(1) Dodgers over (4) Padres, 3-1
The Dodgers edged the season series 6-4, and the Padres have impressed, but the Dodgers just have too much talent for the inexperienced Padres.
(7) Reds over (6) Marlins, 3-2
If this match-up does happen, it would be an exciting series between two teams that would have come out of nowhere to get this far (they’ve impressed to get into the postseason at all, frankly). The Reds have a bit more experience than the Marlins and carry their hot play into the NLCS against baseball’s best team.
(4) Indians over (3) Twins, 4-2
The Twins won the season series 7-3, but the Indians are red-hot right now, winning 9 of 11 to finish the season (Twins went 7-4). Besides an eight-game losing streak that came out of nowhere in mid-Sept., the Indians have the right mix of pitching, clutch hitting and getting hot at the right time to make a postseason run.
(1) Dodgers over (7) Reds, 4-1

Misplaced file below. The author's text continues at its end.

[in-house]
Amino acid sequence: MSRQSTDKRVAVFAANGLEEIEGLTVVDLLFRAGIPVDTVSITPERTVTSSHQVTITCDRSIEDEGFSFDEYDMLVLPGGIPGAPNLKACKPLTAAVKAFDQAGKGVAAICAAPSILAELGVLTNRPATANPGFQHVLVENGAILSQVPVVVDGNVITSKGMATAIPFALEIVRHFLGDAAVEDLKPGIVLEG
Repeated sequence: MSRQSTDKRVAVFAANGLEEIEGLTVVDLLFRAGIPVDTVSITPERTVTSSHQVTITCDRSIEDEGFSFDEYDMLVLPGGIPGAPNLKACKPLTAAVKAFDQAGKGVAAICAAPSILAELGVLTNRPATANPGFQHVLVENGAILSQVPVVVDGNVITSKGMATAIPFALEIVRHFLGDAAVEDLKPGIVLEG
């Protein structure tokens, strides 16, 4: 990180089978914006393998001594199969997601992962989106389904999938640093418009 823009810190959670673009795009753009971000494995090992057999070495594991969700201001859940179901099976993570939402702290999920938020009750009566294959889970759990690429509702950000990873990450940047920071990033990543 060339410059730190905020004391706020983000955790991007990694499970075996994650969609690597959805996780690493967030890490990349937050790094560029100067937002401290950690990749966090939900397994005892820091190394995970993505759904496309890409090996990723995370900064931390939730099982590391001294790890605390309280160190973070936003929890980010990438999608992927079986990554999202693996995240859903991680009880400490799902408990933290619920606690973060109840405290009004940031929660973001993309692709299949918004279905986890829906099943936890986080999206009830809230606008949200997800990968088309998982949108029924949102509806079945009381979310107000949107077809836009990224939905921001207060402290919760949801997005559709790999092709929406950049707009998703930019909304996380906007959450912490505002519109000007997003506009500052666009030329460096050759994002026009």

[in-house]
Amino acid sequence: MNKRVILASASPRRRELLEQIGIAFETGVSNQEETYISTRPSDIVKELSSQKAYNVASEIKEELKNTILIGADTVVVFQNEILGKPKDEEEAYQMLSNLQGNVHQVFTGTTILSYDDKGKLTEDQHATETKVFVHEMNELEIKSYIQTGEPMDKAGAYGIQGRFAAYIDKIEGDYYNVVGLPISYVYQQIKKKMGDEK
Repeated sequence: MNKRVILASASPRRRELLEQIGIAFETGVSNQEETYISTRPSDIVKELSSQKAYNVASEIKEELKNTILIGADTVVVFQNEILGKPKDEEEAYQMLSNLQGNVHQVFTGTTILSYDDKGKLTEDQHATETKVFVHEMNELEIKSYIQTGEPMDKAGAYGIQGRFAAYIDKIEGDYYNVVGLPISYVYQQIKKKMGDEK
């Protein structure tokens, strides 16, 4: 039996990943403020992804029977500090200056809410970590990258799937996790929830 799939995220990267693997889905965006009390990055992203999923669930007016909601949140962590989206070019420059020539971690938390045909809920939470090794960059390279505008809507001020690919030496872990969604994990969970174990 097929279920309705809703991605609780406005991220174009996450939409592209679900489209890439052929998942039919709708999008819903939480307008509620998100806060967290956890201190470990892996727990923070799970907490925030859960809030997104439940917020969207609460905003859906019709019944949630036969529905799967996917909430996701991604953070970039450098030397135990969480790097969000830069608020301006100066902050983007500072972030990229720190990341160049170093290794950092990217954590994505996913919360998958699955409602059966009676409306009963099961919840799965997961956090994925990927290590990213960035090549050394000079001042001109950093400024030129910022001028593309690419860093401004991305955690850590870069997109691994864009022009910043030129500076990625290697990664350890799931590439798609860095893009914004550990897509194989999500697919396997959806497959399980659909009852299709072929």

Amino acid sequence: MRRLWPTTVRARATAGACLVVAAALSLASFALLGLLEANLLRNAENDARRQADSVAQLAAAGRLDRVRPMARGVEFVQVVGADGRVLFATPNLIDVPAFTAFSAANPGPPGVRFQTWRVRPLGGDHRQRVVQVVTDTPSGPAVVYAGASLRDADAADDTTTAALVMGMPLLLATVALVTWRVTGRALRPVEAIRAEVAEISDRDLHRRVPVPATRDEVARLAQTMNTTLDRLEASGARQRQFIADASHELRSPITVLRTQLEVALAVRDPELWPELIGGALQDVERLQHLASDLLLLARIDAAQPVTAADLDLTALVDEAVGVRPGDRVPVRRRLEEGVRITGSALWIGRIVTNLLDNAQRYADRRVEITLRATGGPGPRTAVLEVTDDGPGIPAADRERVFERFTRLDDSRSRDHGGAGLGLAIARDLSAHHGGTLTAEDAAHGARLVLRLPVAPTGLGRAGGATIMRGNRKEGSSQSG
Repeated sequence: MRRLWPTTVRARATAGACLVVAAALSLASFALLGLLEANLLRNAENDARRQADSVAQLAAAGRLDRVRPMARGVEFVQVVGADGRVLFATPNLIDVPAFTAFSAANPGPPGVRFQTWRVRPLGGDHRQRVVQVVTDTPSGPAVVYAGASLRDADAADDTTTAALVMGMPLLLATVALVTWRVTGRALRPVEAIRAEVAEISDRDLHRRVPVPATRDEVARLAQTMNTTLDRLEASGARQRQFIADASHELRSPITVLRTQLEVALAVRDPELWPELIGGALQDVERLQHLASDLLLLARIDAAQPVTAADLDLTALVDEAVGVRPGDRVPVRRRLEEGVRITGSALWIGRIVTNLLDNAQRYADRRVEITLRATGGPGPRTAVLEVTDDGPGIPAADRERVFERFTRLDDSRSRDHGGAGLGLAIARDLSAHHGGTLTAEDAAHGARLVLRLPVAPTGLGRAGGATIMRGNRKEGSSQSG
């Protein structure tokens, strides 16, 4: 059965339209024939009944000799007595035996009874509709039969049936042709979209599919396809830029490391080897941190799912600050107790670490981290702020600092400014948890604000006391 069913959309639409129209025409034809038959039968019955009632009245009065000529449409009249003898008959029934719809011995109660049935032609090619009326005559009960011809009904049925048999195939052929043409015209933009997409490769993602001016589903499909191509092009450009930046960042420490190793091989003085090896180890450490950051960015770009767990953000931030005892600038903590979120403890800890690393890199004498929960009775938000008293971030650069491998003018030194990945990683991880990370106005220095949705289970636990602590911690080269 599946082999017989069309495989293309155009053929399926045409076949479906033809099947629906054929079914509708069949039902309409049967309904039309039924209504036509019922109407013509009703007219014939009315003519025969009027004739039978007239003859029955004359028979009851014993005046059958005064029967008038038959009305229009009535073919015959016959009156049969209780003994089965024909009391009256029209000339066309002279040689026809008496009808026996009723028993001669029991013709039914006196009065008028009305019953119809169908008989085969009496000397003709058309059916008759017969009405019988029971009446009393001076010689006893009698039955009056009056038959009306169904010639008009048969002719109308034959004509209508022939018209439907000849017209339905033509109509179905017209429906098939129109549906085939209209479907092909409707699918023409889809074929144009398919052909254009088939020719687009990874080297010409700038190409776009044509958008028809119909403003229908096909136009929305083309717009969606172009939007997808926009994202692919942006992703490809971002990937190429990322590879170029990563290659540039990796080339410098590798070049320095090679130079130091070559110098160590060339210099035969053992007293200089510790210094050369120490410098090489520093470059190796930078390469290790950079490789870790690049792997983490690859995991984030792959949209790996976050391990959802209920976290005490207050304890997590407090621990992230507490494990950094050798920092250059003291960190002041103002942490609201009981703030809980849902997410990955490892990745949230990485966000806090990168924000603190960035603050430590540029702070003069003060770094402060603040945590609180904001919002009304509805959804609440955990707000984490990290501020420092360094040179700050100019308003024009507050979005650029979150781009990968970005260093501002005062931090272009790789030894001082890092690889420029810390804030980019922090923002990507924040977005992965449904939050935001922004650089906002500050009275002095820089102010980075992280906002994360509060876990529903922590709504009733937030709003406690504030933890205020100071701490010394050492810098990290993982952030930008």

Sorry Ohio sports fans, but the Reds don’t have quite enough to shock the world and set up a battle for the Ohio Cup in the Fall Classic. The Dodgers would be a failure if they don’t win the World Series, so don’t expect them to falter here.
Dodgers over Indians, 4-2
Out of the AL, the Indians have the right stuff to make a run. However, against Mookie Betts, Clayton Kershaw and the rest of the Dodgers, they don’t have quite enough to get their first championship since 1948, continuing baseball’s longest championship drought. The Dodgers finally deliver and end their own championship curse to conclude MLB’s unique season.